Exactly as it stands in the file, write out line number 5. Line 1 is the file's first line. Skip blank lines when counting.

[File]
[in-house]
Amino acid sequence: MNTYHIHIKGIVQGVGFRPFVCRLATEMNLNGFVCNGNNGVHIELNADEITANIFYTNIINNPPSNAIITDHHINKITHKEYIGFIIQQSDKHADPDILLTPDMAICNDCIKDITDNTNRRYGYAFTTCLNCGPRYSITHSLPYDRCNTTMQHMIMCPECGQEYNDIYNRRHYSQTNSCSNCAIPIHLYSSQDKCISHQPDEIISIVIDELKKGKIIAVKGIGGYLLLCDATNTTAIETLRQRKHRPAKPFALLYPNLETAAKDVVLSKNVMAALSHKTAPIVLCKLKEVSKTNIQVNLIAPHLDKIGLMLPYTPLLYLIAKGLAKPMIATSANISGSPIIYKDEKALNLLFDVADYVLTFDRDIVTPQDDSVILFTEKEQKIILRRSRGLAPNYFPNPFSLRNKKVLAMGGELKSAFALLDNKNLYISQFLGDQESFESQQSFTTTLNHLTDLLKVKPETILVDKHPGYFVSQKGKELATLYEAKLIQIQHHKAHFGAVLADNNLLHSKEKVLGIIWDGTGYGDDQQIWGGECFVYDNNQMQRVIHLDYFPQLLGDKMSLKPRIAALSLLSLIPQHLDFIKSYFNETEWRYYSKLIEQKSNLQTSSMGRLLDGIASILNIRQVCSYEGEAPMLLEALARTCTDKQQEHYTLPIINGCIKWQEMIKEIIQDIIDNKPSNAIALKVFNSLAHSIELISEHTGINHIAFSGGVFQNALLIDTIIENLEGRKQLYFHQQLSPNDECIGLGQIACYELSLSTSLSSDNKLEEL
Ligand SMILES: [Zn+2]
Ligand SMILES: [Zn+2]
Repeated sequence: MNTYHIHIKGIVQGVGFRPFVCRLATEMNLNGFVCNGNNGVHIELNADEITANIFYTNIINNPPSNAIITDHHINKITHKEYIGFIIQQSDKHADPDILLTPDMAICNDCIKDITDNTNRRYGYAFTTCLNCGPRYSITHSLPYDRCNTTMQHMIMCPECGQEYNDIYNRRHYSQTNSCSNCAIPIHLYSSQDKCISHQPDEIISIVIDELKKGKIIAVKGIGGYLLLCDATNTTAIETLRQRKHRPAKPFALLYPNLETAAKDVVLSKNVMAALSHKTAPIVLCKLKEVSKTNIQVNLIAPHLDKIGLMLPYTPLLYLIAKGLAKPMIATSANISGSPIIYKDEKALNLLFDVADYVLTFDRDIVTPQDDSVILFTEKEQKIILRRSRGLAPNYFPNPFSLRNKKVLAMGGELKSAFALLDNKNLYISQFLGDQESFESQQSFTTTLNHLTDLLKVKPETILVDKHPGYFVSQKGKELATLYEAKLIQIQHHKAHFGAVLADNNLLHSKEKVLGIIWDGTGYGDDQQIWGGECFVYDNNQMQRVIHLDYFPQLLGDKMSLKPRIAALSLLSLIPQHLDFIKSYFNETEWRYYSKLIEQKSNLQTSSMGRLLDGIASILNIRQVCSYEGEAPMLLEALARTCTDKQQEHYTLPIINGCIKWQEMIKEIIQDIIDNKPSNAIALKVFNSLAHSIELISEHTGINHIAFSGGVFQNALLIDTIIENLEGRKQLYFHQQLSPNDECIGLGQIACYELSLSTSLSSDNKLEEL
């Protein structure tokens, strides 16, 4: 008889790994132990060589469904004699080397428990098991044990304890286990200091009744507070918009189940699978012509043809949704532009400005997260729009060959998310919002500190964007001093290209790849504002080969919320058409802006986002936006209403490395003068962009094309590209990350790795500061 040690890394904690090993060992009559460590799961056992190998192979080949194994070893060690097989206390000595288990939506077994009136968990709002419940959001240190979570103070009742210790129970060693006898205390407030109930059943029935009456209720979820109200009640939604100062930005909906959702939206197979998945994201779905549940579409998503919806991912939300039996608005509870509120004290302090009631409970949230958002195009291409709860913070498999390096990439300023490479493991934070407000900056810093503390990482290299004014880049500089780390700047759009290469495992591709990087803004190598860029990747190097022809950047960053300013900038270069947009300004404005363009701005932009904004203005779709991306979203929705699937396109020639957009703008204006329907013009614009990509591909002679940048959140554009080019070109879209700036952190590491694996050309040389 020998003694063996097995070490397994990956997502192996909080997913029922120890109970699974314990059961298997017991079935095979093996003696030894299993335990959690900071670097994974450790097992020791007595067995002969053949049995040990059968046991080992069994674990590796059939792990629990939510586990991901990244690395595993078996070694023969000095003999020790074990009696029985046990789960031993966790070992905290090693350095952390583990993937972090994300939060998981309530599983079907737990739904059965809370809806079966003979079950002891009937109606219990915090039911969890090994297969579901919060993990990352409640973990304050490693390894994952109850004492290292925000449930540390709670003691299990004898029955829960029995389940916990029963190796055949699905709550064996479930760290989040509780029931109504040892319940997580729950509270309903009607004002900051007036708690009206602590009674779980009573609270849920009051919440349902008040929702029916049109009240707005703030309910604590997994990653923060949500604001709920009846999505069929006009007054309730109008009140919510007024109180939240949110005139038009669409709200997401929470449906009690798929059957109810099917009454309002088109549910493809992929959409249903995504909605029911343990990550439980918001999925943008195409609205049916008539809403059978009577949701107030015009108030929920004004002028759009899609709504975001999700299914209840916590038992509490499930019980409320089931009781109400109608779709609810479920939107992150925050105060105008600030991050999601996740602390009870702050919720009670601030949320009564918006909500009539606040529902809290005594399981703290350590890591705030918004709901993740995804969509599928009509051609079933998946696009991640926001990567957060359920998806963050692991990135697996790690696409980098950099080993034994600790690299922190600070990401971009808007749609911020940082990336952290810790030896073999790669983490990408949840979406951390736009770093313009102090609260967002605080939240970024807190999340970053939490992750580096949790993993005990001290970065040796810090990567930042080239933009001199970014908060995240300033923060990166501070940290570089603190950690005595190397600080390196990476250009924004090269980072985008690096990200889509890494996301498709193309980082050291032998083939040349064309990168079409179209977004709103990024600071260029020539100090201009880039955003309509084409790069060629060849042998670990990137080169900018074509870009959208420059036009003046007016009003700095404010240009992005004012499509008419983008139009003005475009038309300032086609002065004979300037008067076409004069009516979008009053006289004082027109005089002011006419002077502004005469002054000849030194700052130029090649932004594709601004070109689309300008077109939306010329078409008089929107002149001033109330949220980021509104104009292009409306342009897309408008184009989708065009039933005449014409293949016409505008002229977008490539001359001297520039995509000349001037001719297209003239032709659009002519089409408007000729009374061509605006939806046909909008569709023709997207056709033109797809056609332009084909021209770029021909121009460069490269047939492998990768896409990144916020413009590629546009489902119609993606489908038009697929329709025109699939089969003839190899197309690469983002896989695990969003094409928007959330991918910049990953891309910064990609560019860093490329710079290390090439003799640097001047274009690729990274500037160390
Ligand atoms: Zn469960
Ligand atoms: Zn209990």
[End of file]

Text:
Repeated sequence: MNTYHIHIKGIVQGVGFRPFVCRLATEMNLNGFVCNGNNGVHIELNADEITANIFYTNIINNPPSNAIITDHHINKITHKEYIGFIIQQSDKHADPDILLTPDMAICNDCIKDITDNTNRRYGYAFTTCLNCGPRYSITHSLPYDRCNTTMQHMIMCPECGQEYNDIYNRRHYSQTNSCSNCAIPIHLYSSQDKCISHQPDEIISIVIDELKKGKIIAVKGIGGYLLLCDATNTTAIETLRQRKHRPAKPFALLYPNLETAAKDVVLSKNVMAALSHKTAPIVLCKLKEVSKTNIQVNLIAPHLDKIGLMLPYTPLLYLIAKGLAKPMIATSANISGSPIIYKDEKALNLLFDVADYVLTFDRDIVTPQDDSVILFTEKEQKIILRRSRGLAPNYFPNPFSLRNKKVLAMGGELKSAFALLDNKNLYISQFLGDQESFESQQSFTTTLNHLTDLLKVKPETILVDKHPGYFVSQKGKELATLYEAKLIQIQHHKAHFGAVLADNNLLHSKEKVLGIIWDGTGYGDDQQIWGGECFVYDNNQMQRVIHLDYFPQLLGDKMSLKPRIAALSLLSLIPQHLDFIKSYFNETEWRYYSKLIEQKSNLQTSSMGRLLDGIASILNIRQVCSYEGEAPMLLEALARTCTDKQQEHYTLPIINGCIKWQEMIKEIIQDIIDNKPSNAIALKVFNSLAHSIELISEHTGINHIAFSGGVFQNALLIDTIIENLEGRKQLYFHQQLSPNDECIGLGQIACYELSLSTSLSSDNKLEEL